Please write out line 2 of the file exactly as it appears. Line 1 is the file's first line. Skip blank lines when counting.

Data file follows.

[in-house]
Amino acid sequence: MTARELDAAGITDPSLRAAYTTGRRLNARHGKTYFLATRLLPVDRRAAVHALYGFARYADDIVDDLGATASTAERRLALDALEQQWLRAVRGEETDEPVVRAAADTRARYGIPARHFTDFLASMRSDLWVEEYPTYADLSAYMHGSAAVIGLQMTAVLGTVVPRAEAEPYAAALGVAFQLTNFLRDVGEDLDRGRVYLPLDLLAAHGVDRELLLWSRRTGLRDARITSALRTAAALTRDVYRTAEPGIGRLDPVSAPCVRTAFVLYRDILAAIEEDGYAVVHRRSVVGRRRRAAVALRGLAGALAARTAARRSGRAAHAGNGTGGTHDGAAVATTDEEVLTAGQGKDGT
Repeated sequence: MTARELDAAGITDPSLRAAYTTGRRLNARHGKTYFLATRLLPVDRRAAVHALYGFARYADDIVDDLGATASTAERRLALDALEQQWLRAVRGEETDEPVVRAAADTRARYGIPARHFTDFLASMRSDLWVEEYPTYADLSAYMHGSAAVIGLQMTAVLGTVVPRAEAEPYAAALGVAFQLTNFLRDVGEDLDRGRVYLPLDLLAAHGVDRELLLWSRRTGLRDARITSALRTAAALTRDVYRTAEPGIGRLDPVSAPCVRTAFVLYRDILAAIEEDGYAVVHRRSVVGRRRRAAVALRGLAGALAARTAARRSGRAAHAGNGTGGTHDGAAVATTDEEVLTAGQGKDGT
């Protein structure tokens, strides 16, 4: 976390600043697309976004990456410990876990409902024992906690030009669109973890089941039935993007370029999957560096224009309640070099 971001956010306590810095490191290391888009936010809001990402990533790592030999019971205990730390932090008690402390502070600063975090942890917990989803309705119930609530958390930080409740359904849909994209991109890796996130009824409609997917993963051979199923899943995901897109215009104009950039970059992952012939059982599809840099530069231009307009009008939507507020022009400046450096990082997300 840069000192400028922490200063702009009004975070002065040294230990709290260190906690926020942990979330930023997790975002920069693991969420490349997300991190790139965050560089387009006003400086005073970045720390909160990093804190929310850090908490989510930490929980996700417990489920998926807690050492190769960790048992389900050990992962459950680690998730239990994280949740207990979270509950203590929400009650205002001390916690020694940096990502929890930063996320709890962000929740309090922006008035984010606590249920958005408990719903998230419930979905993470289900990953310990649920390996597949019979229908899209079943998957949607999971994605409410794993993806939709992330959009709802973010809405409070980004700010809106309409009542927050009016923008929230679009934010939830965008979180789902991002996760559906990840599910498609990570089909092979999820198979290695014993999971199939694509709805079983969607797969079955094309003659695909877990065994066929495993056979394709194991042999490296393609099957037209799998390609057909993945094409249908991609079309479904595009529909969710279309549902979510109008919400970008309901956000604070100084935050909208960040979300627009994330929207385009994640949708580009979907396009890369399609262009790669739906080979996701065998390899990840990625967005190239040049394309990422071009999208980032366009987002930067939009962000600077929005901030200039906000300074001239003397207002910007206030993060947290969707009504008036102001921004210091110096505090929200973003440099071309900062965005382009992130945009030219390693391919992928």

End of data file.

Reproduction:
Amino acid sequence: MTARELDAAGITDPSLRAAYTTGRRLNARHGKTYFLATRLLPVDRRAAVHALYGFARYADDIVDDLGATASTAERRLALDALEQQWLRAVRGEETDEPVVRAAADTRARYGIPARHFTDFLASMRSDLWVEEYPTYADLSAYMHGSAAVIGLQMTAVLGTVVPRAEAEPYAAALGVAFQLTNFLRDVGEDLDRGRVYLPLDLLAAHGVDRELLLWSRRTGLRDARITSALRTAAALTRDVYRTAEPGIGRLDPVSAPCVRTAFVLYRDILAAIEEDGYAVVHRRSVVGRRRRAAVALRGLAGALAARTAARRSGRAAHAGNGTGGTHDGAAVATTDEEVLTAGQGKDGT